Fox News’ Election Night Chief Discusses 2022 Midterm Coverage Plans

By A.J. Katz 

Fox News Channel will present special live coverage of the 2022 midterm elections Tuesday, Nov. 8 beginning at 6 p.m. ET.

Once again co-anchored by Special Report anchor Bret Baier and The Story anchor/managing editor Martha MacCallum, Democracy 2022: Election Night will provide viewers with the latest calls on House, Senate, and gubernatorial races, as well as projections on the balance of power in both the Senate and the House via the Fox News Decision Desk.

Baier and MacCallum will be joined by America’s Newsroom co-anchor Bill Hemmer as he analyzes results in real-time on the electronic “Bill-board.” Faulkner Focus host Harris Faulkner will speak with a live audience of voters about the issues they feel strongest about in this election. Additionally, Fox News Sunday moderator Shannon Bream will use a new, immersive touch screen to report on the Fox News Voter Analysis, a survey of early and Election Day voters conducted in all 50 states by the nonpartisan research organization NORC at the University of Chicago for Fox News and the Associated Press.


Contributions to election night coverage will also be made by America’s Newsroom co-anchor Dana Perino, senior political analysts Brit Hume and Juan Williams, Sunday Night in America host Trey Gowdy, contributors Karl Rove, Kellyanne Conway and Josh Kraushaar.

Fox News White House correspondents Peter Doocy and Jacqui Heinrich will report live from 1600 Pennsylvania Avenue while senior congressional correspondent Chad Pergram and chief Washington correspondent Mike Emanuel will update viewers on the balance of power between Republicans and Democrats in the House and the Senate.

Additionally, more than 20 FNC correspondents will report throughout states where key races are taking place. Alicia Acuna will be in Arizona, Charles Watson in North Carolina, Phil Keating and Steve Harrigan in Florida, Aishah Hasnie and Jonathan Serrie in Georgia, Garrett Tenney in Michigan, Alexandria Hoff and Jonathan Hunt in Nevada, Matt Finn in New Mexico, Mark Meredith in Ohio, Dan Springer in Oregon, Bryan Llenas and Rich Edson in Pennsylvania and Casey Stegall in Texas.

After the election special, overnight coverage will begin at 1 a.m. ET anchored by Fox News @ Night anchor Trace Gallagher until 4 a.m. ET, when Fox & Friends First takes over.

FBN will simulcast FNC’s special live coverage of the midterms, beginning at 6 p.m. ET, and provide live updates complete with domestic and international market reactions as results come in. Stuart Varney, Maria Bartiromo, Charles Payne, and Larry Kudlow will provide real-time analysis on Fox News about how the night’s results could impact viewers’ finances, Wall Street, and the global economy.

We recently caught up with Fox News svp of news and politics Alan Komissaroff, who’s once again the executive in charge of Fox News’ election night coverage, to find out what viewers should expect from the network Tuesday. Here’s what Komissaroff had to tell us, including takeaways from the network’s top-rated and drama-filled 2020 election coverage, and how they’ll influence what happens on Tuesday night.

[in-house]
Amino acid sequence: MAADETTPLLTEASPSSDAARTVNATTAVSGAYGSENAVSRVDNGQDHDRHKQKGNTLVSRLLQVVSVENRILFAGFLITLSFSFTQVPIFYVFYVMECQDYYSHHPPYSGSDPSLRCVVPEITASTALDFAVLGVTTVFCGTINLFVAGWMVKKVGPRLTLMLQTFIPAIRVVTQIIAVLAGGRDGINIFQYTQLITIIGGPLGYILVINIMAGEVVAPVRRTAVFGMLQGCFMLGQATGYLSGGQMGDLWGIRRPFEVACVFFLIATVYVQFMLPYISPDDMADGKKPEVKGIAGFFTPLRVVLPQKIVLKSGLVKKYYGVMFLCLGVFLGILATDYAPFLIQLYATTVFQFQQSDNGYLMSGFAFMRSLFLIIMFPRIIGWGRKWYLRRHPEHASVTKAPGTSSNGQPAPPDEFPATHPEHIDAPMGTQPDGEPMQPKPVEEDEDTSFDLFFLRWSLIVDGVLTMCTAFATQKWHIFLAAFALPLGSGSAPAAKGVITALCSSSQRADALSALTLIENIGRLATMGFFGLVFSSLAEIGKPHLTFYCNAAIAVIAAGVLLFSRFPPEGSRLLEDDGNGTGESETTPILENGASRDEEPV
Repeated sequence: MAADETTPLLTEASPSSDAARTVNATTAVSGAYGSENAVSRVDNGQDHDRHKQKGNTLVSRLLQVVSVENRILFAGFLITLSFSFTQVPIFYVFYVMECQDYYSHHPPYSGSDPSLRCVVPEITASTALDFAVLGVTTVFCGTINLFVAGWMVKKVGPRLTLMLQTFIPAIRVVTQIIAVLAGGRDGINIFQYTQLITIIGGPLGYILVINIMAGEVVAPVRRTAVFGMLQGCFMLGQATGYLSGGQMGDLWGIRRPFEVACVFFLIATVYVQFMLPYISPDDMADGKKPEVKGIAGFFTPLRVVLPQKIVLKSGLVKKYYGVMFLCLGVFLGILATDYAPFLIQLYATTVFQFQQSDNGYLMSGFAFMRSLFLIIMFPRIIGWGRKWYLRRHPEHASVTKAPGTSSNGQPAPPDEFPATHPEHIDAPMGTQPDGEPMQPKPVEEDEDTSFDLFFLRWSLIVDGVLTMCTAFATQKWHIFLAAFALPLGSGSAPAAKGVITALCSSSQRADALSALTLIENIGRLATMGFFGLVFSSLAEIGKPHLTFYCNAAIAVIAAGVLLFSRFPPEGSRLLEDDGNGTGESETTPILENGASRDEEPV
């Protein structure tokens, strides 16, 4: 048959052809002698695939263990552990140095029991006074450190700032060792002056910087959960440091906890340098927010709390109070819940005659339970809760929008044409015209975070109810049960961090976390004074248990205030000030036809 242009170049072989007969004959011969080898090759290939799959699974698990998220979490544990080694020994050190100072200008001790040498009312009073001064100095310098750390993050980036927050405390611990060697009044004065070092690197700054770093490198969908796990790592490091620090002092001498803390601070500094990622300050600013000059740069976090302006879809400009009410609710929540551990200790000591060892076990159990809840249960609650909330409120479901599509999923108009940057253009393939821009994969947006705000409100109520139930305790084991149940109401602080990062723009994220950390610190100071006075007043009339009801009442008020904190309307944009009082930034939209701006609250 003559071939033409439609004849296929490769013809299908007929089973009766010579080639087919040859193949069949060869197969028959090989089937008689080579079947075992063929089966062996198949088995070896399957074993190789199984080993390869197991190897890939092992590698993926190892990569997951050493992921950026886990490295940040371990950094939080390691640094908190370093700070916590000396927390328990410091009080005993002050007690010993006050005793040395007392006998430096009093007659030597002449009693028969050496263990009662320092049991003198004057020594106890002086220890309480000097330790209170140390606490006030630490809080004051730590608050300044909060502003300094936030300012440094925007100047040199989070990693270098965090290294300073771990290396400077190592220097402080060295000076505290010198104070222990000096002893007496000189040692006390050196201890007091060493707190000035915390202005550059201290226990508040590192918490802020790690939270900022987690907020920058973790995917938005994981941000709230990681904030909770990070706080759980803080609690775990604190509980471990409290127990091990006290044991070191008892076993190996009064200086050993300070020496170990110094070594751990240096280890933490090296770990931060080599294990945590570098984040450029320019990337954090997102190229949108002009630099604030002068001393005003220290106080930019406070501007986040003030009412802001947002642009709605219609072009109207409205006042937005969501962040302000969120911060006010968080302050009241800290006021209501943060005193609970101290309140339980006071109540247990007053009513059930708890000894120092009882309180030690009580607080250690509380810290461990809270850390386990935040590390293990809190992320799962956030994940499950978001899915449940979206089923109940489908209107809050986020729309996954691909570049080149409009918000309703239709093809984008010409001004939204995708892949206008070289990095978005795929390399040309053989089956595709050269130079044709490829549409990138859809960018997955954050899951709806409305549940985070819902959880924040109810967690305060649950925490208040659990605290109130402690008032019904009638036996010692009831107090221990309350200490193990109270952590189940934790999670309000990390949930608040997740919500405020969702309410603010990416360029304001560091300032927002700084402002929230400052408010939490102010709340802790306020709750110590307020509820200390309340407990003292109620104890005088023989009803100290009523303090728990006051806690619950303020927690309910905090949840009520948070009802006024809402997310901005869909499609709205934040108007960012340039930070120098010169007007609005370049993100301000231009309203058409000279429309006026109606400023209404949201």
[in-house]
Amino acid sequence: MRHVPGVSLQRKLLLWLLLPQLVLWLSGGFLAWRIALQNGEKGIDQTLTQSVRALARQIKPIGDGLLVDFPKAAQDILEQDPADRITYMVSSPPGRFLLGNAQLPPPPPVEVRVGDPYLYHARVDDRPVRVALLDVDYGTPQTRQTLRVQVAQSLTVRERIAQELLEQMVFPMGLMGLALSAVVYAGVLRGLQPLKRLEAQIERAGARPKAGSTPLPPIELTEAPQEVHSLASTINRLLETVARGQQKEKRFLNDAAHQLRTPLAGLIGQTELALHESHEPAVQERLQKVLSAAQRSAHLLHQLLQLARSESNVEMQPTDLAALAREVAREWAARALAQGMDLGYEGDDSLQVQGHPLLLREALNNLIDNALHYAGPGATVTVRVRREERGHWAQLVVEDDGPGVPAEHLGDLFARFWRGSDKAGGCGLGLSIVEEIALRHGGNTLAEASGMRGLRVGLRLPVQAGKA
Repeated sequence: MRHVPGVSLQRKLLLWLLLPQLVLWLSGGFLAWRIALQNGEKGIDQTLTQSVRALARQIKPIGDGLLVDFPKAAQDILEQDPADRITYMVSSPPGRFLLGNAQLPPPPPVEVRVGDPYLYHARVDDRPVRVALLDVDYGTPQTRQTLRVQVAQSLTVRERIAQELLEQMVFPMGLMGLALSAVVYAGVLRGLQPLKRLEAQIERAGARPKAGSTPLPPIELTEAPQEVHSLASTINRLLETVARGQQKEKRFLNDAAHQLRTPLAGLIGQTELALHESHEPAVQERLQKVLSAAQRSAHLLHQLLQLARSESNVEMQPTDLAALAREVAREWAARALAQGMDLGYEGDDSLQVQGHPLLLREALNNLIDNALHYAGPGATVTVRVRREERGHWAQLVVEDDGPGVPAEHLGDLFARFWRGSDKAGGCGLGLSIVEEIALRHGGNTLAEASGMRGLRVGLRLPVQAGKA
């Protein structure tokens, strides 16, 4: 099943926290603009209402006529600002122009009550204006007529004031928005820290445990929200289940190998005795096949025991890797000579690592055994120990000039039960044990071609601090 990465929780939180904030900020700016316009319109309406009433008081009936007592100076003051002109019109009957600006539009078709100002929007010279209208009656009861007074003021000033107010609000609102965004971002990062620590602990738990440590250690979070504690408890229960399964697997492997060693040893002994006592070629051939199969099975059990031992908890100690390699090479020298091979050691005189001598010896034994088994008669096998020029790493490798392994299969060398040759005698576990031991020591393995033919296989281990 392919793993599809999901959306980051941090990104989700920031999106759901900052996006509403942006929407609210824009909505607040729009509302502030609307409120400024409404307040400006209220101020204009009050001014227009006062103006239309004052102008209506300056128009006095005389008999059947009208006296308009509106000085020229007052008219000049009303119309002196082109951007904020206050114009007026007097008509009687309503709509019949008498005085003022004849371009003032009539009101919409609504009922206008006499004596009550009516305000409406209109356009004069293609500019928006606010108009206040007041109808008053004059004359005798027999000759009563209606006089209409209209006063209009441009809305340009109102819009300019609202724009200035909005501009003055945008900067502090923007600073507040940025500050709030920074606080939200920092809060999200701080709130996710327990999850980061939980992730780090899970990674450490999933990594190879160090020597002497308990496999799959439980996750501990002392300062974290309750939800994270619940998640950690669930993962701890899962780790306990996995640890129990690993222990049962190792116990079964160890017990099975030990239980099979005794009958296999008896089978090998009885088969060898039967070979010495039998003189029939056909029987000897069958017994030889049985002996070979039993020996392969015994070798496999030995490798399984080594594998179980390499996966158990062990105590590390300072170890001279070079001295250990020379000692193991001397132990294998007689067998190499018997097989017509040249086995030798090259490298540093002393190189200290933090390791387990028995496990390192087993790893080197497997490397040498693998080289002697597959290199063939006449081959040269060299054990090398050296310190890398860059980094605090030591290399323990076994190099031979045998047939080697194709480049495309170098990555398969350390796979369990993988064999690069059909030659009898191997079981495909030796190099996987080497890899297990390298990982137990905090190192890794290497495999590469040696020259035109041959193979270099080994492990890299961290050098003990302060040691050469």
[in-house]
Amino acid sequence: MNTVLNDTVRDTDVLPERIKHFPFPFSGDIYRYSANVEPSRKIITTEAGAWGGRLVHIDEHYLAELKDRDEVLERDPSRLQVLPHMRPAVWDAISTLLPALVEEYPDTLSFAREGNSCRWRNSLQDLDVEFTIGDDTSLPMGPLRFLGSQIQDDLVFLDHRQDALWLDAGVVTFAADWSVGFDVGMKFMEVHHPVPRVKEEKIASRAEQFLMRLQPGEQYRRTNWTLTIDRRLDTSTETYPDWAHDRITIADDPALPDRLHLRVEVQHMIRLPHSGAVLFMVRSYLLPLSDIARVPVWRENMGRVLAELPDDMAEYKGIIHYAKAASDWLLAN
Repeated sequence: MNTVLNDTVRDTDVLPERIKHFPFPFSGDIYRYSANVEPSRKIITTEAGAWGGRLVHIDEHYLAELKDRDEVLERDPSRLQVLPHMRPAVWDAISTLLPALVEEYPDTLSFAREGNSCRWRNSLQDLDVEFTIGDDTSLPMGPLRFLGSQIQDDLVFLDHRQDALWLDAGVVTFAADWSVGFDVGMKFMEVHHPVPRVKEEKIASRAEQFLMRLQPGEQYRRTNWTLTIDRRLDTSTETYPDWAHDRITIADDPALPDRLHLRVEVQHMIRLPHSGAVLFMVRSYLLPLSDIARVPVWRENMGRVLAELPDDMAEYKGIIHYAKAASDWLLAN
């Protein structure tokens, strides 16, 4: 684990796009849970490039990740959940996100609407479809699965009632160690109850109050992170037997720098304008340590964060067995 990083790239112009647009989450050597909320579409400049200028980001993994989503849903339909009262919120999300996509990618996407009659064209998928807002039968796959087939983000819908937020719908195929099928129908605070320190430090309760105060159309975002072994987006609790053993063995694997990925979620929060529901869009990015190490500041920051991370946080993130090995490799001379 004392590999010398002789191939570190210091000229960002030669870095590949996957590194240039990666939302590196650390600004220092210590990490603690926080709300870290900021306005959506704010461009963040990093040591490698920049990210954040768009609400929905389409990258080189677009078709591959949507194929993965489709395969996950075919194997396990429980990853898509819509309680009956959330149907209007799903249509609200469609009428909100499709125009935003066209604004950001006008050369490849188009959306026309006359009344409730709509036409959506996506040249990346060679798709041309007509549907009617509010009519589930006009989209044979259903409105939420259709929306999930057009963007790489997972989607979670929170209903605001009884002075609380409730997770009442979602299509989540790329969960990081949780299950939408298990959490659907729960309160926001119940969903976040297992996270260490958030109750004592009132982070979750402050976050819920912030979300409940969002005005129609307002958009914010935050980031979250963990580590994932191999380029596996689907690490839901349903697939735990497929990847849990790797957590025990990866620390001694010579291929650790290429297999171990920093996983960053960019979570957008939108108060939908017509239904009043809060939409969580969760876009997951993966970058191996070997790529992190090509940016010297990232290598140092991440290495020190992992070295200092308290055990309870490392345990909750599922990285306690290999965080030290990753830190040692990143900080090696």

TVNewser: What can the viewer expect from your network’s election night coverage that he or she didn’t see in 2020 or 2018?

Komissaroff: We have enhanced every part of our graphics suite, allowing us to call House and Senate races using a new photorealistic 3D model to virtually fly through from the house and senate chambers.

We have also updated Bill Hemmer’s touchscreen, giving him enhanced features to drill into every race, every district and county to show real-time results. Bill can also navigate different scenarios for the Balance of Power for the House and Senate as the races progress throughout the night.

In addition, our election graphics ticker has been redesigned with a bolder look to make it easier for our viewer to read and follow along with the races.

What lessons did you take away from 2020 and 2018 that you’re keeping in mind for this year’s coverage?

As always, we will be focusing on constant communication between our decision desk, on-air talent and producers. As well as putting an emphasis on transparency, so the viewer knows exactly what’s going on at all times. We want to educate viewers on how we are doing what we do… and why we are making a call or not.

Where will you be spending most of election night? If it’s in the control room, who will you be seated near/next to?

I will be in the control room, sitting right next to the Executive Producer and producing team until we hand off coverage on the overnight.

If past is prologue, some of these races may not be decided on Nov. 8, or even Nov. 9. Do you have contingency plans set if this goes on for multiple days, and if so, what are they?

We are fully prepared for races to be up in the air come Wednesday morning and beyond. We will continue our round-the-clock coverage for as long as necessary.